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EDAL case summaries
Country of Decision: Ireland
Country of Applicant: Pakistan
Keywords: Assessment of facts and circumstances, Protection, Real risk, Relevant Facts
This case concerned a judicial review challenge of a Refugee Appeals Tribunal decision where the Court held that there must be a thorough analysis as to the forward looking fear of a person being returned to Pakistan on account of their religion.
Country of Decision: Austria
Country of Applicant: Ukraine
Keywords: Assessment of facts and circumstances, Country of origin information, Individual assessment, Internal protection, Obligation to give reasons, Persecution (acts of), Persecution Grounds/Reasons, Personal circumstances of applicant, Political Opinion, Refugee Status, Relevant Facts, Subsidiary Protection
In the course of an asylum procedure, the statements of the asylum seeker have to be assessed integrally. This includes, inter alia, an analysis of (up-to-date) country reports. However, such analysis is not carried out in a sufficient manner where there are only superficial references to the country of origin information. Rather, it is required that the information contained is actually taken into consideration when taking the decision, applied to the specific circumstances of each case and compared to the information provided by the asylum seeker(s).If this is not the case, there...
Country of Decision: France
Country of Applicant: Rwanda
Keywords: Assessment of facts and circumstances, Individual assessment, Medical Reports/Medico-legal Reports, Refugee Status, Well-founded fear
The French National Asylum Court (CNDA) must do a complete assessment of facts and circumstances in deciding whether an applicant should be granted refugee status, or failing that, subsidiary protection. In doing so, it must take into account all the documentation provided by the Applicant in support of the application. In this case, the Applicant’s medical evidence documentation and the evidence relating to the potential risks she is likely to face if she returns to her country (fear of persecution due to imputed political opinions) should have been taken into account.The CNDA did not...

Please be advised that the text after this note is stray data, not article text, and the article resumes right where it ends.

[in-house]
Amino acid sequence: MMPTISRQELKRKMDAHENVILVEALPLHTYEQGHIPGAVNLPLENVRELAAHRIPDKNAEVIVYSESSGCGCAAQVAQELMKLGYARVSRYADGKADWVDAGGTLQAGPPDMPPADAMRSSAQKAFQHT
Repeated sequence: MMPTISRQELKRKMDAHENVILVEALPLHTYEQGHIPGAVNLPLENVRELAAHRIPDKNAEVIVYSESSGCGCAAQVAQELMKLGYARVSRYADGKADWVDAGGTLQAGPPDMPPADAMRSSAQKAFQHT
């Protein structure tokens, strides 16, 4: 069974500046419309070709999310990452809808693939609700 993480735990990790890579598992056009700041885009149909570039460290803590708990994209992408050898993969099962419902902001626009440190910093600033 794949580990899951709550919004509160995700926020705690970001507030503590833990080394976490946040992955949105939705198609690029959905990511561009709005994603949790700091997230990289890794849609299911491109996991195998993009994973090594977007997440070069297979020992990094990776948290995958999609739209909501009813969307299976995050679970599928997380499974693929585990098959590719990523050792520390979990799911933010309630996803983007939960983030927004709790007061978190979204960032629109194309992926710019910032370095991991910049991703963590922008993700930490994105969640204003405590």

Country of Decision: Belgium
Country of Applicant: Afghanistan
Keywords: Assessment of facts and circumstances, Burden of proof, Dublin Transfer, Individual assessment, Inhuman or degrading treatment or punishment, Legal assistance / Legal representation / Legal aid, Reception conditions, Responsibility for examining application
The transfer of asylum seekers from Belgium to Austria, under the Dublin Regulation, is contrary to the principle of due diligence, because the government has failed to obtain information on the effects of the moratorium of the processing of asylum applications in Austria.
Country of Decision: Netherlands
Country of Applicant: Syria
Keywords: Assessment of facts and circumstances, Burden of proof, Inadmissible application, Indirect refoulement, Real risk, Right to remain pending a decision (Suspensive effect), Safe third country, Stateless person
A decision by the State Secretary for Security and Justice (the “State Secretary”) of the Netherlands will be in violation of: (i) Article 3.37e of the Foreigners Regulation 2000 if such decision, regarding whether a country qualifies as a safe third country, is not based on several information sources; and/or, (ii) Articles 3.2 and 3.46 of the Dutch General Administrative Law Act on the basis that all decisions of the State Secretary are required to (a) be carefully prepared and (b) include a decisive motivation.